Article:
, an interaction that may have therapeutic implications for triple-negative disease, a new study suggests.
Up to 80% of triple-negative breast cancers (TNBCs) express ESR2, but its role has been hard to pin down because of conflicting data, according to the investigators, who were led by senior author Gokul M. Das, PhD, of the department of pharmacology and therapeutics, Center for Genetics and Pharmacology, Roswell Park Comprehensive Cancer Center, Buffalo, N.Y. Expression has been found to have both antiproliferative activity and proproliferative activity, depending on the experimental conditions.
Dr. Das and colleagues performed a series of in vitro assays in breast cancer cell lines and a clinical study of patients with basal-like TNBC from the Molecular Taxonomy of Breast Cancer International Consortium (METABRIC) cohort (308 patients with TP53 mutational status determined by sequencing) and a Roswell cohort (46 patients with TP53 mutational status determined by immunohistochemistry).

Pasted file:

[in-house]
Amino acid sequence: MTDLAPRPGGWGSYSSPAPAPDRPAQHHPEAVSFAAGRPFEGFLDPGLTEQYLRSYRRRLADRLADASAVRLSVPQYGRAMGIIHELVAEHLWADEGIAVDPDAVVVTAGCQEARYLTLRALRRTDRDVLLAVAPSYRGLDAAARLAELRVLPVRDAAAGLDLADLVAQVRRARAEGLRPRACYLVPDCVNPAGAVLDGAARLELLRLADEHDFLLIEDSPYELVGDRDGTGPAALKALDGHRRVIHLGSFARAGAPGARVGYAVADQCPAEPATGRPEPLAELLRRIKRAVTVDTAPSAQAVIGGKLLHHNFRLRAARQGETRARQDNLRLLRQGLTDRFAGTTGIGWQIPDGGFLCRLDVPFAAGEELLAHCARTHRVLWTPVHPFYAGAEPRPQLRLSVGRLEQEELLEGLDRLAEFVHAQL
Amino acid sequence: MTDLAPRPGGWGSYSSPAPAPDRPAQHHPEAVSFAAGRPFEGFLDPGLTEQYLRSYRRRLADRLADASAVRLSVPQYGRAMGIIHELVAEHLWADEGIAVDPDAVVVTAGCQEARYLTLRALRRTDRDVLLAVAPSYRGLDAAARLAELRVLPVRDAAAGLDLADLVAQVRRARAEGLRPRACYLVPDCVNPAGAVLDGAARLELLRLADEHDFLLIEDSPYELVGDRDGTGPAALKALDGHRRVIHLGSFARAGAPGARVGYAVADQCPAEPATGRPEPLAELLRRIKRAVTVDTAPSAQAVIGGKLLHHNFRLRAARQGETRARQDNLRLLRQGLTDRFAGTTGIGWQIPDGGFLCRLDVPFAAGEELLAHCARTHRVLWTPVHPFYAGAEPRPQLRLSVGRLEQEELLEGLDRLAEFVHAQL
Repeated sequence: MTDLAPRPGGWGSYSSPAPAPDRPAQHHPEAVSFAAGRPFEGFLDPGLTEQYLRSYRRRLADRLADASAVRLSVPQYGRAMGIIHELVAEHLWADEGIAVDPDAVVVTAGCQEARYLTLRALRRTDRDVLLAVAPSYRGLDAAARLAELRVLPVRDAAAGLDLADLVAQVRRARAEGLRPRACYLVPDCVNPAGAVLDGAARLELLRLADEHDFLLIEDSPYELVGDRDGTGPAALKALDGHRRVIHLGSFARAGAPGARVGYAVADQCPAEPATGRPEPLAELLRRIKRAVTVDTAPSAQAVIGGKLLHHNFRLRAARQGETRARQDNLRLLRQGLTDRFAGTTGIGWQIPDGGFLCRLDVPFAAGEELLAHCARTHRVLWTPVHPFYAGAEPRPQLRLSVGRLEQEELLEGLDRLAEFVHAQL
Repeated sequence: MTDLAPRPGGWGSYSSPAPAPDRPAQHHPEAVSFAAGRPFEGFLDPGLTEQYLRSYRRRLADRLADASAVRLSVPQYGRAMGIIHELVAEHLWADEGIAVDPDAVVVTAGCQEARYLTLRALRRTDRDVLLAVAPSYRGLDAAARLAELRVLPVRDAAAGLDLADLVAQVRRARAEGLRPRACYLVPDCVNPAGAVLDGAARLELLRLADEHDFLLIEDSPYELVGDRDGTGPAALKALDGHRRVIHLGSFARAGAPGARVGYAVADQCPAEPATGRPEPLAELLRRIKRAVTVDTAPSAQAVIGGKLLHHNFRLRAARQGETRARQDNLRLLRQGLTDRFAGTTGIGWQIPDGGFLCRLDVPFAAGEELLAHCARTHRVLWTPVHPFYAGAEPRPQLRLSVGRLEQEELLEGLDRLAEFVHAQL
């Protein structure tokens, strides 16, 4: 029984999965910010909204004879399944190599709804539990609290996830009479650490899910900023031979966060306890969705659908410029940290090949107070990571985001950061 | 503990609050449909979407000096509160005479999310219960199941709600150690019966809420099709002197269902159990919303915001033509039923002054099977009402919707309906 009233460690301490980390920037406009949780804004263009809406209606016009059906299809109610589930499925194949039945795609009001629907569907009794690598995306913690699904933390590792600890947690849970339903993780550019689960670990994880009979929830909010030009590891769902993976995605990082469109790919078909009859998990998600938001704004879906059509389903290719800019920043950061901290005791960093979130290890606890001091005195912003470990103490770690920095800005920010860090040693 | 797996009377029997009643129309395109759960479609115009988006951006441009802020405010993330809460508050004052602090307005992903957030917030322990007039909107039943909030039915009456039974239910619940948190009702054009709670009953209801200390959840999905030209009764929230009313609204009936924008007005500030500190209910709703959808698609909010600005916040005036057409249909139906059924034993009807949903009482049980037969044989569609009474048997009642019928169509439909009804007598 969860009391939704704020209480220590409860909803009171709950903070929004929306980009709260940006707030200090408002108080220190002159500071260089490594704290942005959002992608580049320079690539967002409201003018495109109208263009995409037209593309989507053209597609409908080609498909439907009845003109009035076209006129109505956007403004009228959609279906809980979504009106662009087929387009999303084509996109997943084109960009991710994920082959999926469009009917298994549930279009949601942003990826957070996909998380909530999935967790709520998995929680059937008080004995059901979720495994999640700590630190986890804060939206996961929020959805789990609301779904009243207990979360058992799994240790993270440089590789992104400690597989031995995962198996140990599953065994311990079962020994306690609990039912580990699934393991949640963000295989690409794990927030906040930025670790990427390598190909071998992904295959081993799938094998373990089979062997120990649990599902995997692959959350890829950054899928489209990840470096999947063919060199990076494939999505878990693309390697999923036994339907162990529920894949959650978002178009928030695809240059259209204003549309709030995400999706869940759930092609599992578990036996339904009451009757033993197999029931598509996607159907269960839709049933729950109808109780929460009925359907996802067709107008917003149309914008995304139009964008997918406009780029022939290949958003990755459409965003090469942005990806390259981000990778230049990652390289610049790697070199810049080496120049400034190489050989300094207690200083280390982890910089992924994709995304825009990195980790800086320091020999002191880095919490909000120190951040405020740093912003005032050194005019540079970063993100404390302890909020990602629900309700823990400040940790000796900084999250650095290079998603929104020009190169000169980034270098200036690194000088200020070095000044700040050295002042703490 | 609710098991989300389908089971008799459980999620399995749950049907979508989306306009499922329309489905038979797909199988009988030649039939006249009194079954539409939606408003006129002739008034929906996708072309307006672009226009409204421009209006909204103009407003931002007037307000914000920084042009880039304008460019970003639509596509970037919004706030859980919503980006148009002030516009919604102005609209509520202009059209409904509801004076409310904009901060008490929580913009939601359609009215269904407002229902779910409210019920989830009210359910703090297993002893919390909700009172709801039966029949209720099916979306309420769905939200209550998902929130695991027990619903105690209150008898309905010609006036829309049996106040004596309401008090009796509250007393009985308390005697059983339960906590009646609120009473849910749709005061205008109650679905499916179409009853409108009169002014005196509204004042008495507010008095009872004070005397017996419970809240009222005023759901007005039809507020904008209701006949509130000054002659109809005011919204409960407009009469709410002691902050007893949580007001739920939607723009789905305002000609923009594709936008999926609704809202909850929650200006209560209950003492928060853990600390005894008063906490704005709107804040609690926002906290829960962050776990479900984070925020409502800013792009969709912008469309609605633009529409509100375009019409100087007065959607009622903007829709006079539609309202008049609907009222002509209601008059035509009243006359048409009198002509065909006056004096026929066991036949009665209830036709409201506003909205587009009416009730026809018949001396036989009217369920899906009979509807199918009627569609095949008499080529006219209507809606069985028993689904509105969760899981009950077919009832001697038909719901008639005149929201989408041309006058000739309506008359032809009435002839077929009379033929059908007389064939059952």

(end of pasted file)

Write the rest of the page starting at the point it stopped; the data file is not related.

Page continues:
Results showed that in vitro, ESR2 interaction with wild-type TP53 had proproliferative effects, whereas interaction of ESR2 with mutant TP53 had antiproliferative effects. The report is in the.
In luminal breast cancer cell lines with wild-type TP53, compared with control, depleting ESR2 increased expression of the TP53 target genes CDKN1A and BBC3 (P = .003 and P = .003, respectively); in contrast, in those with mutant TP53, depleting ESR2 decreased their expression (P = .02 and P = .008). Opposite results were seen when ESR2 was instead overexpressed.
In cells with mutant TP53, tamoxifen treatment increased interaction of ESR2 with the mutant protein, ultimately leading to reactivation of TP73 and apoptosis.
Finally, among women with basal-like TNBC in the METABRIC cohort, high ESR2 expression was associated with better overall survival for those with mutant TP53 tumors (hazard ratio for death, 0.26) but a trend toward poorer overall survival for those with wild-type TP53 tumors (P = .05). Results were similar in the Roswell cohort.